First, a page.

Reversing the new H-2A rules, as they are known, won't be easy. It would require going through a lengthy ''notice and comment'' rule-changing process again next year. The best thing that President-elect Barack Obama can do is to push for enactment of a bipartisan AgJobs bill already in Congress that has the support of both farmworker unions and agricultural growers.
The proposal includes some of the changes in the H-2A proposal but with a significant difference: It would link the program to a path for legalization of undocumented farmworkers who pledge to continue working in agriculture for a certain period.
Florida is home to about 10 percent of the nation's farm workforce. If this administration won't do anything to lift their standards, the next one should make it a priority.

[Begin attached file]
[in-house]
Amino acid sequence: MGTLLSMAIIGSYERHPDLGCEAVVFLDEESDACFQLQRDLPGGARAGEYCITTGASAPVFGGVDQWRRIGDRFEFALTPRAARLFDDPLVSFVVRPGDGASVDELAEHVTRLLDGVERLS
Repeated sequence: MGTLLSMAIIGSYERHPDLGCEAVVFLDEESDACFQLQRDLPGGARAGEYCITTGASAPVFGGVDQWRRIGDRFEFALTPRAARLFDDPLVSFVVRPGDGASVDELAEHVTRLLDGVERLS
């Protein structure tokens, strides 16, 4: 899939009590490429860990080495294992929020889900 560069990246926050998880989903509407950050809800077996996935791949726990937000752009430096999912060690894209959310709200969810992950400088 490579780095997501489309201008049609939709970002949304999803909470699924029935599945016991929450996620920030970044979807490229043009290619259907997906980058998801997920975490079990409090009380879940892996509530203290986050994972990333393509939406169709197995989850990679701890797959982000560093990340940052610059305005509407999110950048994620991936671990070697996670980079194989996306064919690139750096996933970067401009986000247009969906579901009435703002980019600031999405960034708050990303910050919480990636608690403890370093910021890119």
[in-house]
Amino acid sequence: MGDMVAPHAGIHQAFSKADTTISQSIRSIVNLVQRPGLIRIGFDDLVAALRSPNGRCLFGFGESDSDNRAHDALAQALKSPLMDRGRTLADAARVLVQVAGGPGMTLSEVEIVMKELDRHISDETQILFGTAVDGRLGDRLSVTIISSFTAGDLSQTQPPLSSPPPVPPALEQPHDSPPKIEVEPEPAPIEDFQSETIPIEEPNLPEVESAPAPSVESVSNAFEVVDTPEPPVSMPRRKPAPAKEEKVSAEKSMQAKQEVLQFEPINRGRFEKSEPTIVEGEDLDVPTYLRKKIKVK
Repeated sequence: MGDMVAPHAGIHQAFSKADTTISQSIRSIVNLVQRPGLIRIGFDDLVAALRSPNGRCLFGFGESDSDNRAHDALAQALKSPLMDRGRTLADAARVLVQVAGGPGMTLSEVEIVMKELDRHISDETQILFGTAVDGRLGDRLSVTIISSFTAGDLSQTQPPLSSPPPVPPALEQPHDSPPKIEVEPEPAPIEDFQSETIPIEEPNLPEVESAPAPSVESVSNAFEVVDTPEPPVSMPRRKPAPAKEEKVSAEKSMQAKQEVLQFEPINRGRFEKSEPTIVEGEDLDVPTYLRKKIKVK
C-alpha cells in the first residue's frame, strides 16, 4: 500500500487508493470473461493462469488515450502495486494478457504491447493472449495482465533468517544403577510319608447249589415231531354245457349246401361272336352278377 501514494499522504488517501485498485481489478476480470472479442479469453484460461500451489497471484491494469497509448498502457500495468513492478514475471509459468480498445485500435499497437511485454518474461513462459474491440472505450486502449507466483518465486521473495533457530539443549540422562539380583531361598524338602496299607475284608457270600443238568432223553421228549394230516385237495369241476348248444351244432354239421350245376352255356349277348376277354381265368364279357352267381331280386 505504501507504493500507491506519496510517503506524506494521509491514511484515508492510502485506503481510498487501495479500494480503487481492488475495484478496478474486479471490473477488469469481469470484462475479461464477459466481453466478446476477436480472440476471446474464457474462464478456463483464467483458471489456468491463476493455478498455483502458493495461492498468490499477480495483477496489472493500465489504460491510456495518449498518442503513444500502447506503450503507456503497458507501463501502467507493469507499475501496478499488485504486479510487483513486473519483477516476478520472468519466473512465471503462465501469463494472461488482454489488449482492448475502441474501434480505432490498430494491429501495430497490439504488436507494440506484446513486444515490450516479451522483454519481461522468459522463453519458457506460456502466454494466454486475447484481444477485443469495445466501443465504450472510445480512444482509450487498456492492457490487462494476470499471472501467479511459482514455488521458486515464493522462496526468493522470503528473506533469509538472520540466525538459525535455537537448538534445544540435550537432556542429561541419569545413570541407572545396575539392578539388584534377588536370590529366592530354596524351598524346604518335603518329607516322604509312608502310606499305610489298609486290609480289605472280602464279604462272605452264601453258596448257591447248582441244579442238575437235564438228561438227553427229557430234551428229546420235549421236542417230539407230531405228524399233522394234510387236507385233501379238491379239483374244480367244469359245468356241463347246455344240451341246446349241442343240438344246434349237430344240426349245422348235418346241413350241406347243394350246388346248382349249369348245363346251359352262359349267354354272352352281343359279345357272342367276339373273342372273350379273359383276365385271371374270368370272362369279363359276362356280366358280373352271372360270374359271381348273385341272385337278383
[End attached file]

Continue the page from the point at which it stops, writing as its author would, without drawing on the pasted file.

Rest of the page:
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Tuesday, December 16, 2008
Monday, December 15, 2008
Estimating the Contribution
of Immigrant Business Owners
to the U.S. Economy
Robert W. Fairlie, Ph.D.
Santa Cruz, CA 95060
According to Census 2000, immigrants constitute
12.2 percent of the total U.S. work force, and 12.5
percent of the total population of U.S. business owners.
The total business income generated by immigrant
business owners is $67 billion, representing
11.6 percent of all business income in the United
States. Immigrant business ownership is geographically
concentrated in a few states.
• Immigrants are nearly 30 percent more likely to
start a business than are nonimmigrants, and they
represent 16.7 percent of all new business owners
in the United States
• Immigrant business owners make significant
contributions to business income, generating
$67 billion of the $577 billion in U.S. business
income, as estimated from 2000 U.S. Census
Immigrant business ownership is geographically
concentrated in a few states. Nearly 30 percent
of all business owners in California are immigrants,
compared with about 12.5 percent of the
population of U.S. business owners. Twenty-five
percent of business owners in New York and